Masahiko Nakajima: Difficult to say! It's too early to say how the development is but so far, on the first day of the winter test, we have quite good results and we are quite satisfied.
Launching a MotoGP race bike is a tricky prospect. The aim is for it to be as glamorous as possible, but without being too expensive for journalists to cover. Ducati solve this problem by launching at a giant event done together with Ferrari in the Italian Alps, but Yamaha have decided to make use of the opportunity presented by the first official MotoGP test of the year, out in Sepang. The location was especially appropriate this year, as Yamaha Indonesia has stepped up into a sponsor role, capitalizing on the growing interest in the sport in that part of Asia. According to Google Trends, Indonesia provides the largest number of users searching for the term "motogp", outnumbering Italy by nearly 4 to 1.
The rain that threatened to ruin the first day of testing for 2010 luckily decided to stay away, but the session was still disrupted by the weather. Instead of water, it was the oppressive 40°C tropical heat that sapped the strength of the riders, limiting the amount of testing the riders could do. The rain finally came just before 5pm to cool the track from the scorching 50° Centigrade it was at most of the day, though only adding to the humidity.
Valentino Rossi ended the day with the fastest time, a comfortable half a second ahead of Casey Stoner on the Ducati. Stoner had suffered chatter for part of the day, and the hot asphalt made it difficult to judge the difference adjustments to the bike were making. The riders in 3rd and 4th place were a big surprise, Colin Edwards' 3rd spot slightly less so than Loris Capirossi's 4th fastest time. It's clear the Yamaha is good, but even the satellite bikes are so good that on their day, they can match the speed of the factory bikes, Edwards finishing ahead of Jorge Lorenzo and nearly a quarter of a second faster.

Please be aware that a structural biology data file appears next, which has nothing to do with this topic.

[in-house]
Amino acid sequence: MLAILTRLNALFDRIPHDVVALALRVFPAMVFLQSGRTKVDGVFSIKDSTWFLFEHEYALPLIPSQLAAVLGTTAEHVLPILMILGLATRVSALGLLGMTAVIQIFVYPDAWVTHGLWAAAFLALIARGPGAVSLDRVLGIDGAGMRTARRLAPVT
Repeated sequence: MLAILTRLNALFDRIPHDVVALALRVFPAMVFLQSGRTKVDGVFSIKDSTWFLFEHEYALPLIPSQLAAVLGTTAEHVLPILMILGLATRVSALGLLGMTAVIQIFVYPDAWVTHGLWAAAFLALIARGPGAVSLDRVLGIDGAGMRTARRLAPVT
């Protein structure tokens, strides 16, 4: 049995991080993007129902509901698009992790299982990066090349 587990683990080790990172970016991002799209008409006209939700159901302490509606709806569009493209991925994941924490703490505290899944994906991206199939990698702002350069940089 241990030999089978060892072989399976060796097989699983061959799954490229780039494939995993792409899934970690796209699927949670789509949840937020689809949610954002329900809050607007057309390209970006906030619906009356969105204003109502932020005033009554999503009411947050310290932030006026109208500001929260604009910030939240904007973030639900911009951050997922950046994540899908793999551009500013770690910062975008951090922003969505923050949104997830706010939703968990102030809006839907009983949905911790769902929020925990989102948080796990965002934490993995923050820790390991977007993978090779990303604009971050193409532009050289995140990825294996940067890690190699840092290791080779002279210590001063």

MotoGP makes a long-awaited return to action on Thursday, with the 17 official entries all taking to the track at Sepang. For the veterans, it marks the first time they will have ridden a MotoGP bike in nearly three months, their last outing being at the Valencia post-race tests in November last year. Even the rookies, who got extra tests at the end of 2009, have not been been on track since late December, with Marco Simoncelli and Hiroshi Aoyama the most recent to test here at Sepang before Christmas.
Wednesday saw the bikes already on track in the hands of the testers, who gave all of the teams' bikes a shakedown to ensure they are all working properly. This had been agreed as part of the cost-cutting measures limiting testing, allowing test riders an extra day on track to ensure that the teams would not lose any testing time to mechanical problems. Honda's Kosuke Akiyoshi was fastest, in a relatively meaningless 2'04.43, between three and four seconds off the pace the MotoGP riders will be aiming for at Sepang.
After the rumored link-up of Garry McCoy and the FB Corse MotoGP team was finalized over the weekend, the details of the deal left plenty of room for questions. We caught up with Garry McCoy at his home in Andorra to put some of those question to him. Here's what he has to say, about his expectations for the 2010 season, when he expects to be racing, and how his previous experience will work to his advantage.
MotoMatters: Are you pleased that you've finally got a deal in place?
Garry McCoy: Yeah, for sure. What can I say? The World Supersport ride [with Triumph] was looking good there for a while up until mid-January, and then I thought I had nothing there for a moment. Then the GP deal popped up with FB Corse.
MM: Did they contact you or were you phoning them?
GM: They were chasing me down. I hadn't contacted them at all.
MM: I understand you were getting getting ready to go back to Australia when the deal happened.
GM: Yeah, I was planning to go out at 9 o'clock in the morning and we were still doing the deal at about 3am.
MM: The deal is for two years, do you know how many races you'll be doing this year?
Despite the fact the bike is yet to be presented officially, news is all over the internet and elsewhere that Garry McCoy is to be the rider for the FB Corse team in 2010. Just days after hearing that he had been dropped by BE1's factory-backed Triumph World Supersport squad, McCoy is back in the saddle, and back in MotoGP.
The opportunity came about as a result of the maneuvering surrounding John Hopkins. Hopkins was the rider FB Corse had originally planned to sign, but after the team declined to allow Hopper to test the Italian-designed triple before signing a contract, Hopkins decided to play it safe, taking a ride on the Team M4 Suzuki with backing from his personal sponsor Monster Energy. Once Hopkins' intentions were clear, FB Corse went looking for a replacement, and contacted McCoy by phone last Wednesday. The Australian veteran was on a plane to Italy in a thrice, and the deal was done before the weekend was out, rumors of which had been picked up on Friday.